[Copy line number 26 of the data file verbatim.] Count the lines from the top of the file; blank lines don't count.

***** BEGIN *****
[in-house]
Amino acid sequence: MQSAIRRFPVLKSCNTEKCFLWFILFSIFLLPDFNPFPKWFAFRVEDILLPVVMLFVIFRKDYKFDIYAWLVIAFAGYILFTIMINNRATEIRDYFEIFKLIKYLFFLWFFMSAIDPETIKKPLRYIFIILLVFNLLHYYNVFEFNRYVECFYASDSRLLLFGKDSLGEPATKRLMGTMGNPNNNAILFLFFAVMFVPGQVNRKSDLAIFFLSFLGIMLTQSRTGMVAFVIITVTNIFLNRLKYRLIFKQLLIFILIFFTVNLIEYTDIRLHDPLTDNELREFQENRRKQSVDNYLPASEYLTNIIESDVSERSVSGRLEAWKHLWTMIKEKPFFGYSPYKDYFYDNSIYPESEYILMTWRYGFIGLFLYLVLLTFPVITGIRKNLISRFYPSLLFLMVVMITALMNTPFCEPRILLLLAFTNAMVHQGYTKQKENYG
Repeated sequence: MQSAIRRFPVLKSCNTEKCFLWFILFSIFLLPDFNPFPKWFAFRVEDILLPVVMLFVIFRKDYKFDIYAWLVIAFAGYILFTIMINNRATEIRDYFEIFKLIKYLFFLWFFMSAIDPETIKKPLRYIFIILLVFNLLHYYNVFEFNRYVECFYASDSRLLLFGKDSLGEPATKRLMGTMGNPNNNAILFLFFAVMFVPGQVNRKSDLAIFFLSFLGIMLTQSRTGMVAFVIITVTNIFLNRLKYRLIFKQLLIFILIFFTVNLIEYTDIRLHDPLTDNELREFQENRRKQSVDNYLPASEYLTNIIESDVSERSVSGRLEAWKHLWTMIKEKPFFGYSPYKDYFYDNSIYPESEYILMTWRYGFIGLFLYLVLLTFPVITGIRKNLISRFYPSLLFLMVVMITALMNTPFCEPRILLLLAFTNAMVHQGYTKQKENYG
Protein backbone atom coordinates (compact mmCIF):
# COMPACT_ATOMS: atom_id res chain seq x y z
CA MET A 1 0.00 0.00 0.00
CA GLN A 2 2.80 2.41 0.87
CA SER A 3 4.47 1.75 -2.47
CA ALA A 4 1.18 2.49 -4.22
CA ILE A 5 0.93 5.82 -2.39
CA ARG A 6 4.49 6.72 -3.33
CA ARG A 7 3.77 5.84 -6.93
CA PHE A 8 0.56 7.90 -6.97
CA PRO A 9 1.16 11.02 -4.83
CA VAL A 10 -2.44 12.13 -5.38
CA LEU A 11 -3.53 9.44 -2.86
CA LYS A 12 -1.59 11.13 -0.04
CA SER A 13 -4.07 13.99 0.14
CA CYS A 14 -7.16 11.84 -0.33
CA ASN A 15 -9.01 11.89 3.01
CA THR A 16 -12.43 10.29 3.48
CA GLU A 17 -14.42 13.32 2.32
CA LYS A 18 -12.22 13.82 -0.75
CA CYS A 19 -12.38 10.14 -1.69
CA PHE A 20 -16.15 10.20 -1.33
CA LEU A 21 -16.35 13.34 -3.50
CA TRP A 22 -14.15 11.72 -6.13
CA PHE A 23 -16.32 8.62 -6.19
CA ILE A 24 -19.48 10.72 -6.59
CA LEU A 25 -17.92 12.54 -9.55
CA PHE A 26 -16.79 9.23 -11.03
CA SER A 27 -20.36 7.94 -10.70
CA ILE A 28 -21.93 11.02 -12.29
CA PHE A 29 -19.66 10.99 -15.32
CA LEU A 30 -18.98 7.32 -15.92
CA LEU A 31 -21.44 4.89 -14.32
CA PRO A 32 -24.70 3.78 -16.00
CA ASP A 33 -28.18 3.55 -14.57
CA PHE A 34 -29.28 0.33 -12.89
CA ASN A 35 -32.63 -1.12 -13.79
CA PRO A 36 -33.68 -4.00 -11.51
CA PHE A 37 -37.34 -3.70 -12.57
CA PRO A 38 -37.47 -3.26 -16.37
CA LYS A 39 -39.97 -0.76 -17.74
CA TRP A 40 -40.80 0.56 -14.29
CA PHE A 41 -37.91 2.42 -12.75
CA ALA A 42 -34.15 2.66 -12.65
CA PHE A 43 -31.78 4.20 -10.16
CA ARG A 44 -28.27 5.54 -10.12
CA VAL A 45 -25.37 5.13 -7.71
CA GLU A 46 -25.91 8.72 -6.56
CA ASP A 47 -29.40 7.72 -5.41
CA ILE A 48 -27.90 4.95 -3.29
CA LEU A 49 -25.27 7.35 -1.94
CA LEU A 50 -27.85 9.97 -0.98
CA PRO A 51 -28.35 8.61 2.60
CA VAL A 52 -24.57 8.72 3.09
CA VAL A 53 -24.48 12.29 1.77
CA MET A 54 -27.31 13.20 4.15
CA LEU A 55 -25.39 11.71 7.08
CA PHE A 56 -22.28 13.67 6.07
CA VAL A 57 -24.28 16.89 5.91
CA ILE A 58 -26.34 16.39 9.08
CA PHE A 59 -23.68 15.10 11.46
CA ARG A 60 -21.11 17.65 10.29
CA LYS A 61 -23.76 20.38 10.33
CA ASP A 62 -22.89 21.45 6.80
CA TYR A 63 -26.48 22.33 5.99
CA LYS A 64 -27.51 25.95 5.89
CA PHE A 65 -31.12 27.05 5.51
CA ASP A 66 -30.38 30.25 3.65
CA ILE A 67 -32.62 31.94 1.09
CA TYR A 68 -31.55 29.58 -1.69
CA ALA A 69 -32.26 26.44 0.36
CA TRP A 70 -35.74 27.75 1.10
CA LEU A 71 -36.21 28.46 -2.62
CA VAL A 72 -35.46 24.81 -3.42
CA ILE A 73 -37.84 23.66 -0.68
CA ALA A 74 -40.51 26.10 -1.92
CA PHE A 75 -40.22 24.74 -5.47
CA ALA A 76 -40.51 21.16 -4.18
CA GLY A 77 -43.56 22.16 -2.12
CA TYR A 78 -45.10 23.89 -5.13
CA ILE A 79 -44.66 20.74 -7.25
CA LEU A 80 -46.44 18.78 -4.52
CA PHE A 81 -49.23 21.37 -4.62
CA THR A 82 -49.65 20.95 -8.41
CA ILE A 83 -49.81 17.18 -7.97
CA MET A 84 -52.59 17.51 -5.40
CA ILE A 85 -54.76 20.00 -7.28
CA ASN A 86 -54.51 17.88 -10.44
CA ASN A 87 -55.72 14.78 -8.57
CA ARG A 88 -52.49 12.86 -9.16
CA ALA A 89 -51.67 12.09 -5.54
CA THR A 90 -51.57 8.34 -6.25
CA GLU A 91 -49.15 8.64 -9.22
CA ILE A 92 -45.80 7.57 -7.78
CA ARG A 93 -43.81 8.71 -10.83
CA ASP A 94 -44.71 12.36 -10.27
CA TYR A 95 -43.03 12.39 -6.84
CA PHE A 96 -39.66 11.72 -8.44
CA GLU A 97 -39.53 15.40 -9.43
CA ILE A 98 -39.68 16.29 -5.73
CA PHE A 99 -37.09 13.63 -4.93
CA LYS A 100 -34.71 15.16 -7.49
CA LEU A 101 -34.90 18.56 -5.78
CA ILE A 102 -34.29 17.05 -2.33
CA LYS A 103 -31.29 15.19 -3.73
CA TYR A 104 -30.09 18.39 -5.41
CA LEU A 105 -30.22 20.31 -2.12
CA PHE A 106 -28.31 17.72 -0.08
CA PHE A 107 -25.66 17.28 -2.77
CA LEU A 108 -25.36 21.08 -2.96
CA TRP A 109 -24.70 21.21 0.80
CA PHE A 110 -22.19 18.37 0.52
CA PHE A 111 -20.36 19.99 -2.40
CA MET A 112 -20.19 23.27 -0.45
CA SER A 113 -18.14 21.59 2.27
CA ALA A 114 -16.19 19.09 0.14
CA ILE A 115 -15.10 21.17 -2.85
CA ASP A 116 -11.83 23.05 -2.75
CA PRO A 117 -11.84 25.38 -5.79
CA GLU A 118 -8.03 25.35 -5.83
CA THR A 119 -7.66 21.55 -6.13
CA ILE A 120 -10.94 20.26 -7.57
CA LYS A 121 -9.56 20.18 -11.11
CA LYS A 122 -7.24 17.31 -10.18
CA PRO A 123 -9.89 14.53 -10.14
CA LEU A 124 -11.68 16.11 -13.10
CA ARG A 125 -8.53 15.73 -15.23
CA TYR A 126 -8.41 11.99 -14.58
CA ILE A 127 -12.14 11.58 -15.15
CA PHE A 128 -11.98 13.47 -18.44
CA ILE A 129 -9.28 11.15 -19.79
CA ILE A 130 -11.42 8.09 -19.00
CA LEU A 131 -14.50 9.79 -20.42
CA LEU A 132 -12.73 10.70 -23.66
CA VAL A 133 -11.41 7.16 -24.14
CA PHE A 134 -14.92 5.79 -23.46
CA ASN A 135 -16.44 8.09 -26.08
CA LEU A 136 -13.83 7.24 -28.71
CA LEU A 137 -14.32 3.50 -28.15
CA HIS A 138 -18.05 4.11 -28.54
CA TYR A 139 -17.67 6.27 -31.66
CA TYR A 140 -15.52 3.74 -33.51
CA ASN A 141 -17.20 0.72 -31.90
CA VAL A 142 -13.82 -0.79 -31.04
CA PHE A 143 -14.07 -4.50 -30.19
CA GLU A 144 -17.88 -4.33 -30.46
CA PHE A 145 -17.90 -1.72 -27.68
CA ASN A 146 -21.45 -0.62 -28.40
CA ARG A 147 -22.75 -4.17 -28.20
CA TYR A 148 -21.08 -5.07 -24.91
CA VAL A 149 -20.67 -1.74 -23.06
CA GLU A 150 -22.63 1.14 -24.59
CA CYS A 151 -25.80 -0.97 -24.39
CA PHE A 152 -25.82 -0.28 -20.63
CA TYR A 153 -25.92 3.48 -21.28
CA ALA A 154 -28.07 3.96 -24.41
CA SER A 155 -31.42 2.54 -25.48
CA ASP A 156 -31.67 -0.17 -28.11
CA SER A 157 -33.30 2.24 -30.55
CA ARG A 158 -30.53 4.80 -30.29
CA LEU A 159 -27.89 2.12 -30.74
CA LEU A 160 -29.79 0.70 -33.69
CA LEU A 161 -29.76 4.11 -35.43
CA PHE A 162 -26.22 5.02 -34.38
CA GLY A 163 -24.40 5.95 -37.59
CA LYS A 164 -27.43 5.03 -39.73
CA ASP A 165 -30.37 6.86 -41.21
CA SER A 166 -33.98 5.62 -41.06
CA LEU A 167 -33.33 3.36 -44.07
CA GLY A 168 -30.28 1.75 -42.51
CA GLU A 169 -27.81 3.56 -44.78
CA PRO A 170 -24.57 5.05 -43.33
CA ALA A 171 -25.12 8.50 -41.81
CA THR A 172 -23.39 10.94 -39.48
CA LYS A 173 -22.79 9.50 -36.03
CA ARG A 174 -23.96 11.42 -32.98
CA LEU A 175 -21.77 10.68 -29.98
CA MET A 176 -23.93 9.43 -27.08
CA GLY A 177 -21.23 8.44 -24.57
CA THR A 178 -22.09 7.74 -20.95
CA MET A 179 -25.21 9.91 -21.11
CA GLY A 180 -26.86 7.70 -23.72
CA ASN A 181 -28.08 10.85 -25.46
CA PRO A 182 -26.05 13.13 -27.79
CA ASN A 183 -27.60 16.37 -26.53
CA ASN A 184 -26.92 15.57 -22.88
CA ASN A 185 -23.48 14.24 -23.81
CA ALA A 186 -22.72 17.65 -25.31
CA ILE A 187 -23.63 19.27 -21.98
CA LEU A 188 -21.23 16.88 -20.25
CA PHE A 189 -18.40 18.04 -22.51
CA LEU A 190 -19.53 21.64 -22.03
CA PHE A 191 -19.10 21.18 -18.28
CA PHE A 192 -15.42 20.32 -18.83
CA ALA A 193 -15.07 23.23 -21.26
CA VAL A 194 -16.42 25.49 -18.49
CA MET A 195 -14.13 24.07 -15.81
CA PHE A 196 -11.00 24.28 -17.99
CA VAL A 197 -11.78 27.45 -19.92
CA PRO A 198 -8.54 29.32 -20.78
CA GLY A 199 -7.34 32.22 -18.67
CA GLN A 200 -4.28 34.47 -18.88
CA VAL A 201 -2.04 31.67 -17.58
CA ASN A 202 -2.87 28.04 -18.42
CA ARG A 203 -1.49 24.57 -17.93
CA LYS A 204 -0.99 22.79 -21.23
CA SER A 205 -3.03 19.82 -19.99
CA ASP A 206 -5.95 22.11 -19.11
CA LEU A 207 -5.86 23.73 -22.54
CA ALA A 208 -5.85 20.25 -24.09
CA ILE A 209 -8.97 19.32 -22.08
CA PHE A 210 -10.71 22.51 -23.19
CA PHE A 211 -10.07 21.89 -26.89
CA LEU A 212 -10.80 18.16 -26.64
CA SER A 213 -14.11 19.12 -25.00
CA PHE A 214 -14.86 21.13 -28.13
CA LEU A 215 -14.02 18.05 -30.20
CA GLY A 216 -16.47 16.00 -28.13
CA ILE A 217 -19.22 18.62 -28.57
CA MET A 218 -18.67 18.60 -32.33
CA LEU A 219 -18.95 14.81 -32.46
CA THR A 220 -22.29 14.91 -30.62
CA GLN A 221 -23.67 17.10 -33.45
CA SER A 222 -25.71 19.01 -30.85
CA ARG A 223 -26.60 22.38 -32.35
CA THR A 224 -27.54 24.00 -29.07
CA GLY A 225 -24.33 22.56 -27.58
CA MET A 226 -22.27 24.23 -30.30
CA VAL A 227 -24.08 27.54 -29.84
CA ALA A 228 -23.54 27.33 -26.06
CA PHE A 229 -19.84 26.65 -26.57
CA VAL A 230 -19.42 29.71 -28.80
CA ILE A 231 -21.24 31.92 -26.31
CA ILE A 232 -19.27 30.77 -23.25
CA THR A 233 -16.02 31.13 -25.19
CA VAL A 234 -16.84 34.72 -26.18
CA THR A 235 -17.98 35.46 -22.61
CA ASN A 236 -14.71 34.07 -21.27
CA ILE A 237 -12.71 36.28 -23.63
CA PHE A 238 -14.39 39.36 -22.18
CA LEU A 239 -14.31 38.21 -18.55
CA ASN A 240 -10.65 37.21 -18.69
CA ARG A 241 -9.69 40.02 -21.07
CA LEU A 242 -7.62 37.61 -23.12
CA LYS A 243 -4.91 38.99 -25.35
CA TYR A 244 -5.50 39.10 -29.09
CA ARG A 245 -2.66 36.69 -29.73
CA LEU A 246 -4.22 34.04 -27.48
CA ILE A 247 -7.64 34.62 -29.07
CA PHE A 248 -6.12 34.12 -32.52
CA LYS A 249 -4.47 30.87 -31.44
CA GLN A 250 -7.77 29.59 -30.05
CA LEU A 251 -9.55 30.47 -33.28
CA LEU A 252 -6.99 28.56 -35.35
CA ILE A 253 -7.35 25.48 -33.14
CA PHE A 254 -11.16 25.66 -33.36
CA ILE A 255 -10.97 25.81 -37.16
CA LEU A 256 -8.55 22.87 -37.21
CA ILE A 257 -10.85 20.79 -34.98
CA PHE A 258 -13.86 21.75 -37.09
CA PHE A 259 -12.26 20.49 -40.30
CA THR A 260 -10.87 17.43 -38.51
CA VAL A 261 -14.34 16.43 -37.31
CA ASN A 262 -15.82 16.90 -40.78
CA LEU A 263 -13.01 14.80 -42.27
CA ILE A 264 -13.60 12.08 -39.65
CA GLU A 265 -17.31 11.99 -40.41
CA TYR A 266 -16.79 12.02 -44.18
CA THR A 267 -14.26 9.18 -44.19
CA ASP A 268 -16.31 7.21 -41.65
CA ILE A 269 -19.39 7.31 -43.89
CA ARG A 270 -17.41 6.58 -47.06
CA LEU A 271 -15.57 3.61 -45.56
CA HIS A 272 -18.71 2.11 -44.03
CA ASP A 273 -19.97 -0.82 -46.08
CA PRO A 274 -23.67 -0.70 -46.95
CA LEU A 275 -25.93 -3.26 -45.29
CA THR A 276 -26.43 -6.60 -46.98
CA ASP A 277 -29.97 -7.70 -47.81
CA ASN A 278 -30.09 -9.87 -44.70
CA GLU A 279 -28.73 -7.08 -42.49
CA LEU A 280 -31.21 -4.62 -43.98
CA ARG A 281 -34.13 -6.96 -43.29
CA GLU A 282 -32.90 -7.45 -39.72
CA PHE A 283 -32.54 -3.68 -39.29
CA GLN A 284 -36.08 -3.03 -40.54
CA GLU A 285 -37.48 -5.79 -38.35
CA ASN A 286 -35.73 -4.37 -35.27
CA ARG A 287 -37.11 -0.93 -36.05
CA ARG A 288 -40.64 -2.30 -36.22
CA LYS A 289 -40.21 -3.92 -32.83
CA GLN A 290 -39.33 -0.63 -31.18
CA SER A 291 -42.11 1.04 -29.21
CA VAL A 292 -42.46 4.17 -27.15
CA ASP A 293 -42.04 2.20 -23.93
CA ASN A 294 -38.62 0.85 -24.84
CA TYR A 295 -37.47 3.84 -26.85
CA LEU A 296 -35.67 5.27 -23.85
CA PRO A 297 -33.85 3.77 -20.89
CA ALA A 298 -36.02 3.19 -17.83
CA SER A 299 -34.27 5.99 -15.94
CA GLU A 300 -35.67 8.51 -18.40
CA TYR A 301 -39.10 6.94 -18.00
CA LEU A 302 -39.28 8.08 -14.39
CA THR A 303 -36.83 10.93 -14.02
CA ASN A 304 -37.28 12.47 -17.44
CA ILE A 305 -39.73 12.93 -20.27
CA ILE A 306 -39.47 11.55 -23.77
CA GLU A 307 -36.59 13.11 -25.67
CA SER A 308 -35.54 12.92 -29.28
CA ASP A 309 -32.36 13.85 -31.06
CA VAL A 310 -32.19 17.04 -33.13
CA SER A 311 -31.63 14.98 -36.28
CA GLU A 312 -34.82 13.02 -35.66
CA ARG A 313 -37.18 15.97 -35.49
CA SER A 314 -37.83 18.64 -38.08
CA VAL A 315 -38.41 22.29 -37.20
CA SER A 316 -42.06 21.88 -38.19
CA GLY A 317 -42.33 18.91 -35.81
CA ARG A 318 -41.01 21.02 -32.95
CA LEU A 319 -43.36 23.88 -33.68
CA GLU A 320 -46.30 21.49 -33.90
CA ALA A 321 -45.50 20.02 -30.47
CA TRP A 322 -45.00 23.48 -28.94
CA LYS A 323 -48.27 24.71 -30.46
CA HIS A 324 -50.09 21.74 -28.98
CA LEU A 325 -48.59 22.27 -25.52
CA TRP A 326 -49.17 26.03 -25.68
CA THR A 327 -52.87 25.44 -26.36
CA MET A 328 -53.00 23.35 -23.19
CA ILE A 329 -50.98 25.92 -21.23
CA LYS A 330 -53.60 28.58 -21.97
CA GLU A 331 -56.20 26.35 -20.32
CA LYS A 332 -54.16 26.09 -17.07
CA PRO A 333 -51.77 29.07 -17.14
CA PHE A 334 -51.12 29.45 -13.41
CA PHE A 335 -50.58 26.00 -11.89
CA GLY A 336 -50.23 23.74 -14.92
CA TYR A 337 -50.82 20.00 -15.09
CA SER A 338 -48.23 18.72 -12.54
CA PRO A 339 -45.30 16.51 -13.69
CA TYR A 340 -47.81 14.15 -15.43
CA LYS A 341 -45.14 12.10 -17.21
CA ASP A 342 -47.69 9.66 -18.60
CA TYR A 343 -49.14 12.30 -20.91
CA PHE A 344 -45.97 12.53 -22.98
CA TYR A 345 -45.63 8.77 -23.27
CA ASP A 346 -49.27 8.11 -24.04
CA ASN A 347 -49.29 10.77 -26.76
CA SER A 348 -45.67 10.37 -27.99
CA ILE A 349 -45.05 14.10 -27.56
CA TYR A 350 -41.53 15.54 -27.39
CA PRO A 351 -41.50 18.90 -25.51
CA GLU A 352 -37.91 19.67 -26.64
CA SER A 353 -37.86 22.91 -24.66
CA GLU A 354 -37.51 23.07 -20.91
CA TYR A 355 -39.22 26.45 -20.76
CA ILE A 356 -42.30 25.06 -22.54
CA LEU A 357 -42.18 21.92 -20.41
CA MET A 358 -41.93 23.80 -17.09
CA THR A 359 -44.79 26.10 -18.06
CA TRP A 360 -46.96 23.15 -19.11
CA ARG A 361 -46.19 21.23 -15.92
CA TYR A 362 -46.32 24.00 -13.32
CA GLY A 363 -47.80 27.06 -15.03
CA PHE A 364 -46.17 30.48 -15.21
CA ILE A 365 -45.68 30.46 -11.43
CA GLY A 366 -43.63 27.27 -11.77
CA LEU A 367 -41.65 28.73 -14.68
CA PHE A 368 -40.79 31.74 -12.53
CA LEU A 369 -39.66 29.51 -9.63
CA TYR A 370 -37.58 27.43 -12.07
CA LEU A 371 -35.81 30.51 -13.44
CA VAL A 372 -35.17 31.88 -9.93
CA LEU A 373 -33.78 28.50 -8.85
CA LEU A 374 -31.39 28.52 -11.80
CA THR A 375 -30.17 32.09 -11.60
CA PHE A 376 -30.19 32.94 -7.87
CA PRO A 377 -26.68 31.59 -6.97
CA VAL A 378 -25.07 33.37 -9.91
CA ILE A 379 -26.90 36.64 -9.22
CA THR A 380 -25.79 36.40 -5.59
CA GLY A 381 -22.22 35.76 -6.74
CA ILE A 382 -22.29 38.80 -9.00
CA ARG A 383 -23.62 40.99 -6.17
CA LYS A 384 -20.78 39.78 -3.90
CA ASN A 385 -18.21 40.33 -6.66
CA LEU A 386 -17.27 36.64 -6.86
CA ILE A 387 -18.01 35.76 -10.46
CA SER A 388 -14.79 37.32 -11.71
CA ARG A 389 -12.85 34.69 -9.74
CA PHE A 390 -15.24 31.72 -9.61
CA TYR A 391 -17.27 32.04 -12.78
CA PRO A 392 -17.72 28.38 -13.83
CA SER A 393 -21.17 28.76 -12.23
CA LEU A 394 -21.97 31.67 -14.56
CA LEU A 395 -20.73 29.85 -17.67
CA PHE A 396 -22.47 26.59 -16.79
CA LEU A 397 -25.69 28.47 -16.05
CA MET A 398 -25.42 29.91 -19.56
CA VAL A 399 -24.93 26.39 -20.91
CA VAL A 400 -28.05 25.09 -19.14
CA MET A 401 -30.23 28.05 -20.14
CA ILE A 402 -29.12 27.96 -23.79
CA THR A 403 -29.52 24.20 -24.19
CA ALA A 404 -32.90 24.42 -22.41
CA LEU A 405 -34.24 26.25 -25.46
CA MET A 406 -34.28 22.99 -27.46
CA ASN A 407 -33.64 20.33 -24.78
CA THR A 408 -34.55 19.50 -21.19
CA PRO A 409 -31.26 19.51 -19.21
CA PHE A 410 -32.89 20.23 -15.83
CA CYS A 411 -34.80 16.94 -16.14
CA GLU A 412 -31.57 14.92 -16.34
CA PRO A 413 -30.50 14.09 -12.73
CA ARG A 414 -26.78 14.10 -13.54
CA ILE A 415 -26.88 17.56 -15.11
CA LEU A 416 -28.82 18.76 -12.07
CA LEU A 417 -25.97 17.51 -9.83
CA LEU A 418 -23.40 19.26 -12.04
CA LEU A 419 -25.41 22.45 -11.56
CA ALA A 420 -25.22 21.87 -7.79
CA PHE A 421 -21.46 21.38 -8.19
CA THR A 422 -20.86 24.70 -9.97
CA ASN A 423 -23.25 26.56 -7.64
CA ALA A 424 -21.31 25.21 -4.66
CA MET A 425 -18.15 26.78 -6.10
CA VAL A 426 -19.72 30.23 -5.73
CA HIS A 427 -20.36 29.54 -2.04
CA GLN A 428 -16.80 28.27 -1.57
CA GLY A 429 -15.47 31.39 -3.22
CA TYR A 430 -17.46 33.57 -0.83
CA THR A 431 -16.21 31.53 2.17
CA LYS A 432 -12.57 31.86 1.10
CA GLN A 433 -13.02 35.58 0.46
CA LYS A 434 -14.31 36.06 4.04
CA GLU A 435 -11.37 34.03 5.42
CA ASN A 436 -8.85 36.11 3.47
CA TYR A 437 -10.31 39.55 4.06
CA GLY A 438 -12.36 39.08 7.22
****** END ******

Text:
CA LEU A 21 -16.35 13.34 -3.50